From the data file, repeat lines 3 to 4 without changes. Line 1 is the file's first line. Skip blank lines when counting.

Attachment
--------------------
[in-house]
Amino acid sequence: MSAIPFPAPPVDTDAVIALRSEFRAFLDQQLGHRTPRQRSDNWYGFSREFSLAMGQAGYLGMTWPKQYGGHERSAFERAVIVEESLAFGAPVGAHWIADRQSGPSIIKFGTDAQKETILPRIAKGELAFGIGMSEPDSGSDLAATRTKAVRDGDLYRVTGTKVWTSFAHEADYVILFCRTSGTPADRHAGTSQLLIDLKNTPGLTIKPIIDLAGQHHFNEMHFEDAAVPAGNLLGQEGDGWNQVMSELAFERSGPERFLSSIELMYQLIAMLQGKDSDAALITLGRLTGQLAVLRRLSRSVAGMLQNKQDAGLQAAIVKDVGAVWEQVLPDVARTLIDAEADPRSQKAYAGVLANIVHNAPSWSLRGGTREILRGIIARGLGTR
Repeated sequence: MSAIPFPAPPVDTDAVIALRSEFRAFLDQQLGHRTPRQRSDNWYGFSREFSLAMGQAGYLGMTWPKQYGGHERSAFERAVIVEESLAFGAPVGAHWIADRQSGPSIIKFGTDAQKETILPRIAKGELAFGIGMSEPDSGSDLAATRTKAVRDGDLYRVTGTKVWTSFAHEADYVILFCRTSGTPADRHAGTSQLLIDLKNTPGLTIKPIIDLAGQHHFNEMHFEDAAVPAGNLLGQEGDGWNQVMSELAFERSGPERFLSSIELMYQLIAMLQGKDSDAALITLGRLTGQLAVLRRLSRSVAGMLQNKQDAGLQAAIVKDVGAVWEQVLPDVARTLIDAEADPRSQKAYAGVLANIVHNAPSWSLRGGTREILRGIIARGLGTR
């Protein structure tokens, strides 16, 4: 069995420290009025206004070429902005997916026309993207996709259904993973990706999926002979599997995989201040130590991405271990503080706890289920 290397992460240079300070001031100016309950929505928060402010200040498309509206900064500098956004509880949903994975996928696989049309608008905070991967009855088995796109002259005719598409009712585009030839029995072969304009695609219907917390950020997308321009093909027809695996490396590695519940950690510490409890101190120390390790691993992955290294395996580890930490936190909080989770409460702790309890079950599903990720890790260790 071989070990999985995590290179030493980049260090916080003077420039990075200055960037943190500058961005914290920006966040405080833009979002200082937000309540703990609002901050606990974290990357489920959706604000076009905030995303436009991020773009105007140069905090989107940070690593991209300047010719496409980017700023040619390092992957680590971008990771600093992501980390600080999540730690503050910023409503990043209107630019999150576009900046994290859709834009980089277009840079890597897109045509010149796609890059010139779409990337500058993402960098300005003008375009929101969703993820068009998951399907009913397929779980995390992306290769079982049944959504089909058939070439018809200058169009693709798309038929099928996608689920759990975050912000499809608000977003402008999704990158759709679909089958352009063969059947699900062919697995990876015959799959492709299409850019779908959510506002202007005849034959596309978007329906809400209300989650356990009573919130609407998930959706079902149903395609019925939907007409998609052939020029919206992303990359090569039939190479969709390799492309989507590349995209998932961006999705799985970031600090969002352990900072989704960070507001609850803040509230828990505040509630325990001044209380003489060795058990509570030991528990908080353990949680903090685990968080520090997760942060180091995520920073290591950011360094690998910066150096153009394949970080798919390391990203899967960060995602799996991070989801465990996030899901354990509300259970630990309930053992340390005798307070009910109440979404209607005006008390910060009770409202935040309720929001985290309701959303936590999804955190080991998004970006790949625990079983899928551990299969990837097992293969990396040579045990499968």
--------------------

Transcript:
Repeated sequence: MSAIPFPAPPVDTDAVIALRSEFRAFLDQQLGHRTPRQRSDNWYGFSREFSLAMGQAGYLGMTWPKQYGGHERSAFERAVIVEESLAFGAPVGAHWIADRQSGPSIIKFGTDAQKETILPRIAKGELAFGIGMSEPDSGSDLAATRTKAVRDGDLYRVTGTKVWTSFAHEADYVILFCRTSGTPADRHAGTSQLLIDLKNTPGLTIKPIIDLAGQHHFNEMHFEDAAVPAGNLLGQEGDGWNQVMSELAFERSGPERFLSSIELMYQLIAMLQGKDSDAALITLGRLTGQLAVLRRLSRSVAGMLQNKQDAGLQAAIVKDVGAVWEQVLPDVARTLIDAEADPRSQKAYAGVLANIVHNAPSWSLRGGTREILRGIIARGLGTR
């Protein structure tokens, strides 16, 4: 069995420290009025206004070429902005997916026309993207996709259904993973990706999926002979599997995989201040130590991405271990503080706890289920 290397992460240079300070001031100016309950929505928060402010200040498309509206900064500098956004509880949903994975996928696989049309608008905070991967009855088995796109002259005719598409009712585009030839029995072969304009695609219907917390950020997308321009093909027809695996490396590695519940950690510490409890101190120390390790691993992955290294395996580890930490936190909080989770409460702790309890079950599903990720890790260790 071989070990999985995590290179030493980049260090916080003077420039990075200055960037943190500058961005914290920006966040405080833009979002200082937000309540703990609002901050606990974290990357489920959706604000076009905030995303436009991020773009105007140069905090989107940070690593991209300047010719496409980017700023040619390092992957680590971008990771600093992501980390600080999540730690503050910023409503990043209107630019999150576009900046994290859709834009980089277009840079890597897109045509010149796609890059010139779409990337500058993402960098300005003008375009929101969703993820068009998951399907009913397929779980995390992306290769079982049944959504089909058939070439018809200058169009693709798309038929099928996608689920759990975050912000499809608000977003402008999704990158759709679909089958352009063969059947699900062919697995990876015959799959492709299409850019779908959510506002202007005849034959596309978007329906809400209300989650356990009573919130609407998930959706079902149903395609019925939907007409998609052939020029919206992303990359090569039939190479969709390799492309989507590349995209998932961006999705799985970031600090969002352990900072989704960070507001609850803040509230828990505040509630325990001044209380003489060795058990509570030991528990908080353990949680903090685990968080520090997760942060180091995520920073290591950011360094690998910066150096153009394949970080798919390391990203899967960060995602799996991070989801465990996030899901354990509300259970630990309930053992340390005798307070009910109440979404209607005006008390910060009770409202935040309720929001985290309701959303936590999804955190080991998004970006790949625990079983899928551990299969990837097992293969990396040579045990499968």